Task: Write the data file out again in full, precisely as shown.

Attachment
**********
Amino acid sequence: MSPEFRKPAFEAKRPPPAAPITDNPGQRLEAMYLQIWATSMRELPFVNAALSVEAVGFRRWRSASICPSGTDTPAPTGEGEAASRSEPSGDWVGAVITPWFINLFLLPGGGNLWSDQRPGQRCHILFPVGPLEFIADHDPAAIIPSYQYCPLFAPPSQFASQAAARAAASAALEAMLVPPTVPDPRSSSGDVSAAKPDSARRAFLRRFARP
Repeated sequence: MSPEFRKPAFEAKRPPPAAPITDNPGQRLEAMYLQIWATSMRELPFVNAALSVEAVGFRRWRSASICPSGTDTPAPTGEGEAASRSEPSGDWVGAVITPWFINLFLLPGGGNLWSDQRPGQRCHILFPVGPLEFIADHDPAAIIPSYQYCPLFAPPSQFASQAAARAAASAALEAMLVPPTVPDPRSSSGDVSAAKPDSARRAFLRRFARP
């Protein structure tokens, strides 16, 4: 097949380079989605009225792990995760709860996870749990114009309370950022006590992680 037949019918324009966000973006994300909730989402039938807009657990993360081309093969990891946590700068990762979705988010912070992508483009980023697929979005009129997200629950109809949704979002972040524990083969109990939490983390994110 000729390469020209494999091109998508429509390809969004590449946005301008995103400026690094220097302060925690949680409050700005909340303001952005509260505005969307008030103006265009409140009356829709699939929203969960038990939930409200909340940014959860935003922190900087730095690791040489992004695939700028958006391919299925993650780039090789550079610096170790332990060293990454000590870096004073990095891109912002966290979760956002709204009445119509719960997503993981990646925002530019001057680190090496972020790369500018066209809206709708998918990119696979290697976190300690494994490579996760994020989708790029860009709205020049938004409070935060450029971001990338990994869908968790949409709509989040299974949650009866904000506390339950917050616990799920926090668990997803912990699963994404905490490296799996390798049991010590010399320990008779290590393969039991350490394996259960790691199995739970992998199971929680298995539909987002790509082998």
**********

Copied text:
Amino acid sequence: MSPEFRKPAFEAKRPPPAAPITDNPGQRLEAMYLQIWATSMRELPFVNAALSVEAVGFRRWRSASICPSGTDTPAPTGEGEAASRSEPSGDWVGAVITPWFINLFLLPGGGNLWSDQRPGQRCHILFPVGPLEFIADHDPAAIIPSYQYCPLFAPPSQFASQAAARAAASAALEAMLVPPTVPDPRSSSGDVSAAKPDSARRAFLRRFARP
Repeated sequence: MSPEFRKPAFEAKRPPPAAPITDNPGQRLEAMYLQIWATSMRELPFVNAALSVEAVGFRRWRSASICPSGTDTPAPTGEGEAASRSEPSGDWVGAVITPWFINLFLLPGGGNLWSDQRPGQRCHILFPVGPLEFIADHDPAAIIPSYQYCPLFAPPSQFASQAAARAAASAALEAMLVPPTVPDPRSSSGDVSAAKPDSARRAFLRRFARP
């Protein structure tokens, strides 16, 4: 097949380079989605009225792990995760709860996870749990114009309370950022006590992680 037949019918324009966000973006994300909730989402039938807009657990993360081309093969990891946590700068990762979705988010912070992508483009980023697929979005009129997200629950109809949704979002972040524990083969109990939490983390994110 000729390469020209494999091109998508429509390809969004590449946005301008995103400026690094220097302060925690949680409050700005909340303001952005509260505005969307008030103006265009409140009356829709699939929203969960038990939930409200909340940014959860935003922190900087730095690791040489992004695939700028958006391919299925993650780039090789550079610096170790332990060293990454000590870096004073990095891109912002966290979760956002709204009445119509719960997503993981990646925002530019001057680190090496972020790369500018066209809206709708998918990119696979290697976190300690494994490579996760994020989708790029860009709205020049938004409070935060450029971001990338990994869908968790949409709509989040299974949650009866904000506390339950917050616990799920926090668990997803912990699963994404905490490296799996390798049991010590010399320990008779290590393969039991350490394996259960790691199995739970992998199971929680298995539909987002790509082998």